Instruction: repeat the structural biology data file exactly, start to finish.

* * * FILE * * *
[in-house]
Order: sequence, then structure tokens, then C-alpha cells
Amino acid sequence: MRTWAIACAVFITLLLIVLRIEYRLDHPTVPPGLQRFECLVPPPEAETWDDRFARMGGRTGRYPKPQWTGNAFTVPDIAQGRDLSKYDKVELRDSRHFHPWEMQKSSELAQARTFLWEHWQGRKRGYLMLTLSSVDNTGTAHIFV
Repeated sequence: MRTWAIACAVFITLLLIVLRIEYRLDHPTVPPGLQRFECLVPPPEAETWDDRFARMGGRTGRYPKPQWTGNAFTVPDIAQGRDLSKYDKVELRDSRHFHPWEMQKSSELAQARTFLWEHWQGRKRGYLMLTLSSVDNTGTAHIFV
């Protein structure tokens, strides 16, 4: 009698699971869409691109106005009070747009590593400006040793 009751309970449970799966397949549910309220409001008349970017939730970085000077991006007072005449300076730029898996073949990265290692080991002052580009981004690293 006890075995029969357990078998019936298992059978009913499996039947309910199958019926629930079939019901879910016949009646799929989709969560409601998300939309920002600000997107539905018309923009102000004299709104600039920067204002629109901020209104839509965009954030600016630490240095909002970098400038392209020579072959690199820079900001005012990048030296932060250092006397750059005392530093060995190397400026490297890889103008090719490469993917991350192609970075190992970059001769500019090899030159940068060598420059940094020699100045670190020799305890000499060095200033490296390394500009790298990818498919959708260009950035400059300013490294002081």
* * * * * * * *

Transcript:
[in-house]
Order: sequence, then structure tokens, then C-alpha cells
Amino acid sequence: MRTWAIACAVFITLLLIVLRIEYRLDHPTVPPGLQRFECLVPPPEAETWDDRFARMGGRTGRYPKPQWTGNAFTVPDIAQGRDLSKYDKVELRDSRHFHPWEMQKSSELAQARTFLWEHWQGRKRGYLMLTLSSVDNTGTAHIFV
Repeated sequence: MRTWAIACAVFITLLLIVLRIEYRLDHPTVPPGLQRFECLVPPPEAETWDDRFARMGGRTGRYPKPQWTGNAFTVPDIAQGRDLSKYDKVELRDSRHFHPWEMQKSSELAQARTFLWEHWQGRKRGYLMLTLSSVDNTGTAHIFV
């Protein structure tokens, strides 16, 4: 009698699971869409691109106005009070747009590593400006040793 009751309970449970799966397949549910309220409001008349970017939730970085000077991006007072005449300076730029898996073949990265290692080991002052580009981004690293 006890075995029969357990078998019936298992059978009913499996039947309910199958019926629930079939019901879910016949009646799929989709969560409601998300939309920002600000997107539905018309923009102000004299709104600039920067204002629109901020209104839509965009954030600016630490240095909002970098400038392209020579072959690199820079900001005012990048030296932060250092006397750059005392530093060995190397400026490297890889103008090719490469993917991350192609970075190992970059001769500019090899030159940068060598420059940094020699100045670190020799305890000499060095200033490296390394500009790298990818498919959708260009950035400059300013490294002081």